We’ve all heard the description, a three-letter word that is meant to epitomize everything in the state of Texas.
And at the heart of the state, there’s Dallas, hub of all things larger than life.
When I first heard the news that I would have the big opportunity to travel to Dallas to cover the College Football Playoff Semifinal on New Year’s Eve, it was only fitting that a big smile swept across my face.
I packed heavily—two big suitcases that would become a laughing point of the week—and arrived in the big city just two days after Christmas.
Within the first 24 hours, I knew the description was correct.
We checked into the Omni Dallas Hotel and were greeted with an assortment of big-time features like fancy hotel bathrobes and an electronic bathroom mirror that featured a television screen embedded in its center, things a small-town Indiana girl is certainly not accustomed to.
We headed downstairs to collect big packets of statistics, notes, team media guides, conference media guides, schedules and rosters. The next morning, we got our first taste of reporting on the big event with coach and player interviews with Michigan State’s offense and Alabama’s defense — yes, you guessed it, some of the biggest humans I’ve ever laid eyes on.
The most Texas-sized moment of the week came the next day, at sunrise, the first time I walked into AT&T Stadium in Arlington. We must have felt the same way that the fictional basketball players from Hickory High felt entering Butler Fieldhouse for the state championship in the movie “Hoosiers.”
I immediately knew the pictures didn’t do this place justice. The video board alone looked bigger than the house I grew up in. Walking onto that turf for the first time, I couldn’t help but just stare at everything, amazed at the Texas-sized building around me.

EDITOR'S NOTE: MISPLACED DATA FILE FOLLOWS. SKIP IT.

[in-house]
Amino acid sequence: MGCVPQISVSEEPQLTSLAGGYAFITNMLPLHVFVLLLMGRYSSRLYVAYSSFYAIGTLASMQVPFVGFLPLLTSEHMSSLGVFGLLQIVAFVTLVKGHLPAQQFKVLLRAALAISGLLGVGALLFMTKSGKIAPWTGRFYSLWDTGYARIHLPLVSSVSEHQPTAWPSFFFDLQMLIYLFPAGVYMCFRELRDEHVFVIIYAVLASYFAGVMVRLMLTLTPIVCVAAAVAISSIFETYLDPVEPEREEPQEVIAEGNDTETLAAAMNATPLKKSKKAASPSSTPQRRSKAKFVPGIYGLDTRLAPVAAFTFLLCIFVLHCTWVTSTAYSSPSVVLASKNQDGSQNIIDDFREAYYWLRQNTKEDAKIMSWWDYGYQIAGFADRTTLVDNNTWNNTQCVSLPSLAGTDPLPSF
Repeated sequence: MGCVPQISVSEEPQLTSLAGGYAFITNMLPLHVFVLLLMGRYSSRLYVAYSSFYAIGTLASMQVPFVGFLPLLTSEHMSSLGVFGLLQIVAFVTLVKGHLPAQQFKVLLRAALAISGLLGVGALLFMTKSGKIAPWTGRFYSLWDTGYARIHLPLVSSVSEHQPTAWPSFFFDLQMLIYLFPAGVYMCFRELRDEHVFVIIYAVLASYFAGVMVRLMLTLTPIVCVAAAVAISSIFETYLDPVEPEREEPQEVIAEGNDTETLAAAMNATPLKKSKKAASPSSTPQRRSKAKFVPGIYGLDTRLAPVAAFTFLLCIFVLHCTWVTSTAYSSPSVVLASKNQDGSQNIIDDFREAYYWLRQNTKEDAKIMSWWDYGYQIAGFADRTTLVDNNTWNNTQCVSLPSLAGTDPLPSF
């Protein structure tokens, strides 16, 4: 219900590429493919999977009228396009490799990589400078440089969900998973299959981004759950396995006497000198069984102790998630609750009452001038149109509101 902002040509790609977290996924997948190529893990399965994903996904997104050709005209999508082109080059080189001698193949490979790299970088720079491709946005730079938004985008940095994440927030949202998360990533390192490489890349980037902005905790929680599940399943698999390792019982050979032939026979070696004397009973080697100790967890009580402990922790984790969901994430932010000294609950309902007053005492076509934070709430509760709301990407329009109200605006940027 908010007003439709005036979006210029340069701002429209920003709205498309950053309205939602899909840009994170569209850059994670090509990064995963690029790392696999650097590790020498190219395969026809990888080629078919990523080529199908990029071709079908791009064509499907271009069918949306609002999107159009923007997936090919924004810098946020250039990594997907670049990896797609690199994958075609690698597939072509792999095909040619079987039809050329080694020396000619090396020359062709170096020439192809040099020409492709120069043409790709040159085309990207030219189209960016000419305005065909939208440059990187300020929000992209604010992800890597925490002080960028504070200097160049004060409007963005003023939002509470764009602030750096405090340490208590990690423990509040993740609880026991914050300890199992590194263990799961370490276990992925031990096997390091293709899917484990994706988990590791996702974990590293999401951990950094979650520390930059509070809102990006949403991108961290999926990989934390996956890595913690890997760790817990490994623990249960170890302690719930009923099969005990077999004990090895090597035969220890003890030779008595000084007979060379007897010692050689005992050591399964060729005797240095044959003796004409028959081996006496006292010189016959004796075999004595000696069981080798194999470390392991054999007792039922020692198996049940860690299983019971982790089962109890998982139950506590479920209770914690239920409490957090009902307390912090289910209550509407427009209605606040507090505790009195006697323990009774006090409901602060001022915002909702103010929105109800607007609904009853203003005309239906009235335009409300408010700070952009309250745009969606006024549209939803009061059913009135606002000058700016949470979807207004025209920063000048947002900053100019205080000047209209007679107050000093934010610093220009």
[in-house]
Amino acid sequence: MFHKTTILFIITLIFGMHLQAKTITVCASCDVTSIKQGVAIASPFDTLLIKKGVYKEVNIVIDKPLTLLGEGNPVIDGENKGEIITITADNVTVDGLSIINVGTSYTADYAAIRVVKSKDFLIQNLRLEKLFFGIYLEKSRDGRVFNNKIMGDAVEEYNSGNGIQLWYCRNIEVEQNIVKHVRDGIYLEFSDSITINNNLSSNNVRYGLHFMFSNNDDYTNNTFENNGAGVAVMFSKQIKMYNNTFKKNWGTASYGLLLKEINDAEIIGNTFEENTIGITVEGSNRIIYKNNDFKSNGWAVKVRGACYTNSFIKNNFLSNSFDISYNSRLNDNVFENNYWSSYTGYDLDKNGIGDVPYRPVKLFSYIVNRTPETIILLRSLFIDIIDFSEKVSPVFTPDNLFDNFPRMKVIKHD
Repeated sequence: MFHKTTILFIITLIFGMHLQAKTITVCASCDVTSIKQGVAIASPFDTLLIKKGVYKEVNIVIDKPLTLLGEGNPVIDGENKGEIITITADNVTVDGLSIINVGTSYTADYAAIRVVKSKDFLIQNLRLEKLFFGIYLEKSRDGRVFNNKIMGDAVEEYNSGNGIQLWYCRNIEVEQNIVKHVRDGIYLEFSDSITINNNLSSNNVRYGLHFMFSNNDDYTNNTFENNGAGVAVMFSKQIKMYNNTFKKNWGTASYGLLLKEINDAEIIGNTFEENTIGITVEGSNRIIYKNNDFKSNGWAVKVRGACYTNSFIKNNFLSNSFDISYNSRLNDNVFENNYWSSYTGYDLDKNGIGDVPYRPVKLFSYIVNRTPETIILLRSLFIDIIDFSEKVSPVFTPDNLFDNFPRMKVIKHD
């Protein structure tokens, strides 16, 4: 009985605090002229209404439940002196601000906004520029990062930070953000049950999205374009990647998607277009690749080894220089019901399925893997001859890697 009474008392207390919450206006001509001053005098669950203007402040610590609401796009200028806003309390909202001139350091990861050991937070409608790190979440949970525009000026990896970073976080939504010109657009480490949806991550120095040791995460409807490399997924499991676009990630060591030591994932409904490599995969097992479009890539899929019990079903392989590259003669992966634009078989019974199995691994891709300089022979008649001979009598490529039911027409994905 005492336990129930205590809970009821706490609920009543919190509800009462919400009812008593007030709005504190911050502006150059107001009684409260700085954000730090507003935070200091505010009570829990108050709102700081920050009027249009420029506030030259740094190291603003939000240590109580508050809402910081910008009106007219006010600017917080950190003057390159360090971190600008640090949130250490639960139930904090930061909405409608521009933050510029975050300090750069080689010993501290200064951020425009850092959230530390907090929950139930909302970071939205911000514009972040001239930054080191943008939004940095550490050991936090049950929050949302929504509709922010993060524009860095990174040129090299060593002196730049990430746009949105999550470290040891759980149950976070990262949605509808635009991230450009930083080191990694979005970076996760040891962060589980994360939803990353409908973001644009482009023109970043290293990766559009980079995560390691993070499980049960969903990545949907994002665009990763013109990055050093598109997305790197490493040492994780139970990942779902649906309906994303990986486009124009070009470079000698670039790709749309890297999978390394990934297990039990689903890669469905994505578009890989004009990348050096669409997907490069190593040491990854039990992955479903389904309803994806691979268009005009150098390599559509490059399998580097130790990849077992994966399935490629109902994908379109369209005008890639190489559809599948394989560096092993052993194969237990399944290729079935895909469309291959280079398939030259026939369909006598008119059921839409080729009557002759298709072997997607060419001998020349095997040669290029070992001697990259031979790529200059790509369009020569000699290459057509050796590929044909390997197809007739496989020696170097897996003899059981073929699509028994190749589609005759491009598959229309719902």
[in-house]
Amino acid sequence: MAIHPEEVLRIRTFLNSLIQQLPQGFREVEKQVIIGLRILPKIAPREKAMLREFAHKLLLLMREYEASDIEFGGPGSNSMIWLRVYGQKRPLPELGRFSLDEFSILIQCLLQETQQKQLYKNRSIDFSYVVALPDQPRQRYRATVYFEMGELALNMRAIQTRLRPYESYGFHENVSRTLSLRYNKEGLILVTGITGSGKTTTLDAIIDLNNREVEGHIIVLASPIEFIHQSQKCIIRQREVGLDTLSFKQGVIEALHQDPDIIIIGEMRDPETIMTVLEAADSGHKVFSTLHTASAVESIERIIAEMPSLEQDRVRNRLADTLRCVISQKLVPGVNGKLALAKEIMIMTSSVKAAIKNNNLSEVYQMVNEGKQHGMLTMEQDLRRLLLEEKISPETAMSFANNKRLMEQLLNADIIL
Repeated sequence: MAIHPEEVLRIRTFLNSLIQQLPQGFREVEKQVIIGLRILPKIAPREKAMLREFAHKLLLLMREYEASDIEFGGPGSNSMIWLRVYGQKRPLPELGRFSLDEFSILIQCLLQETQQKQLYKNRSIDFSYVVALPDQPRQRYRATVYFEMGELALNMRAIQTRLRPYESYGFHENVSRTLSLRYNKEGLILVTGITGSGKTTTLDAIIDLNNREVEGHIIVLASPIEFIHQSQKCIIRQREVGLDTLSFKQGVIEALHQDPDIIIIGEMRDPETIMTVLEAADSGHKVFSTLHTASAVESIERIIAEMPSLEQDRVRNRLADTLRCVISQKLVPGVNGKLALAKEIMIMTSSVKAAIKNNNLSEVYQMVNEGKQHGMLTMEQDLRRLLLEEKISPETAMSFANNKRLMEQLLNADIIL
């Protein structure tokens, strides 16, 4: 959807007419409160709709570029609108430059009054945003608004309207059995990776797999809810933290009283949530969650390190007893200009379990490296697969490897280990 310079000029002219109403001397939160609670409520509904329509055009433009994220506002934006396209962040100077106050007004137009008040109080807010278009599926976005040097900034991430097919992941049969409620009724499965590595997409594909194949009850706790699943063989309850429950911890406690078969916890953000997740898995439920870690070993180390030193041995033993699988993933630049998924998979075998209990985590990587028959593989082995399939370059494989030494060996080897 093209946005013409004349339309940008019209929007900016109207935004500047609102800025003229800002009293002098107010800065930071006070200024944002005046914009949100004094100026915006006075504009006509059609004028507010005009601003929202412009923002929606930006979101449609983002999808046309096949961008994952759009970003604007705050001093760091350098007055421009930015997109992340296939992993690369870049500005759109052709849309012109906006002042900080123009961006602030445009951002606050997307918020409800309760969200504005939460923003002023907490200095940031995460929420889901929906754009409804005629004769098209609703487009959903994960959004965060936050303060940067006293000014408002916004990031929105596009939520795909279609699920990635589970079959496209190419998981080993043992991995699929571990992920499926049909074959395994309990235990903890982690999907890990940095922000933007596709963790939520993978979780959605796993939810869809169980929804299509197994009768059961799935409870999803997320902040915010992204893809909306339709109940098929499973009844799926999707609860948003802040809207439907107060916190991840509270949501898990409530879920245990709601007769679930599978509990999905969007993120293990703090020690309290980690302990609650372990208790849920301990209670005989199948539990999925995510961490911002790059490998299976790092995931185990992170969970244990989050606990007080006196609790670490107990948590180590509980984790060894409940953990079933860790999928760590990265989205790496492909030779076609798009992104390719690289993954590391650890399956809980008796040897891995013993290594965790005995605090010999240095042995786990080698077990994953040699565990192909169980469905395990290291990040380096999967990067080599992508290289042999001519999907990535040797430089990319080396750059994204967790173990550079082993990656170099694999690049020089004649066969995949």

I was convinced that ‘big’ really did describe everything in Texas.
But in a week where everything seems so big, I’ve found the moments that I’ve enjoyed the most are the little ones — the small observations that you can only experience once you’re truly immersed in an event like this one.
Our first day here, we sat down to breakfast. We had a spare seat at our media table, until someone came and asked if they could sit there. I looked up to see that my new breakfast mate was Yahoo Sports reporter Pat Forde, who I later discovered was on my flight to Dallas from Louisville.
My encounter with Pat — who followed me on Twitter the next day (score!) — was just the first little thing of the week that I’ll remember as a big thing when I look back on my trip to Dallas.
That same day, I watched as Alabama players Reggie Ragland and A’Shawn Robinson joked around with each other in a press conference, showing that even with the big implications at stake this week, these college kids were still just having fun and living their dreams.
While the Alabama players seemed familiar with the spotlight, one of my favorite experiences of the week was seeing the reactions of some of the Michigan State players, who unlike Alabama, enter the game on Thursday as underdogs who haven’t been in this semifinal scenario.
After their press conference on our first day here, I watched as the players collected their belongings from the podium and headed out of the media room. Fifth-year senior Jack Allen lingered behind, and at the encouragement of the moderator, decisively collected an assortment of Cotton Bowl pins, cups, and other memorabilia available on the podium. He was truly living in the moment, one that he and his teammates hadn’t experienced.
From striking my own Heisman pose with the Heisman trophy to dumping pieces of AT&T Stadium turf out of the soles of my shoes, Dallas was filled with little moments like these. Little moments that felt like something bigger.
When I look back on my opportunity to cover the College Football Playoff Semifinal, there’s no question I’ll remember how big everything was, but this week has taught me more than just statistics and writing on deadline.
I’ve learned that even in the big moments, it’s important to stop and take it all in, even the little things. When I remember my big-city experience in Dallas, I’ll remember enjoying every single moment, no matter if they were Texas-sized or not.
— Jessica Wimsatt | @Jessica_Wimsatt